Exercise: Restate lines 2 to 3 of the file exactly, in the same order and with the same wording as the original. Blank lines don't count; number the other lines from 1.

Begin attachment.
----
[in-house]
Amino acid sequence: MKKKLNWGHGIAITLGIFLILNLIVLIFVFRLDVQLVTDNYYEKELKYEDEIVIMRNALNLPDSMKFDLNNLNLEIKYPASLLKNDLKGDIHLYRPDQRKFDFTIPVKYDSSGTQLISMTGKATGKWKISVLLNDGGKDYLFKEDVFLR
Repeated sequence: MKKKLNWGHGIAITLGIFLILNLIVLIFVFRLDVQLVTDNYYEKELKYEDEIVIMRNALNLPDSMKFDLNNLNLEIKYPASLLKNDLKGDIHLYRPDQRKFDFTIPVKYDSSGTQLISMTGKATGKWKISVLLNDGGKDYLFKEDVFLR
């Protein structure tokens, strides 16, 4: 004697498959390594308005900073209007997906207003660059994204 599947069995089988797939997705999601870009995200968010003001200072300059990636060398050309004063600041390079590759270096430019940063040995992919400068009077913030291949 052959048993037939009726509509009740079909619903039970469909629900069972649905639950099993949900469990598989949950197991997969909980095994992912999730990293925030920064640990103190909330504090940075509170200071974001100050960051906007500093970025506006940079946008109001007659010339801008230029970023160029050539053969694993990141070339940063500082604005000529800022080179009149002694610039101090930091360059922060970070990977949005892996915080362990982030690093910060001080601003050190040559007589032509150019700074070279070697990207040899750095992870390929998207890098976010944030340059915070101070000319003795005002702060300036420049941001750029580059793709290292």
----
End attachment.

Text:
Amino acid sequence: MKKKLNWGHGIAITLGIFLILNLIVLIFVFRLDVQLVTDNYYEKELKYEDEIVIMRNALNLPDSMKFDLNNLNLEIKYPASLLKNDLKGDIHLYRPDQRKFDFTIPVKYDSSGTQLISMTGKATGKWKISVLLNDGGKDYLFKEDVFLR
Repeated sequence: MKKKLNWGHGIAITLGIFLILNLIVLIFVFRLDVQLVTDNYYEKELKYEDEIVIMRNALNLPDSMKFDLNNLNLEIKYPASLLKNDLKGDIHLYRPDQRKFDFTIPVKYDSSGTQLISMTGKATGKWKISVLLNDGGKDYLFKEDVFLR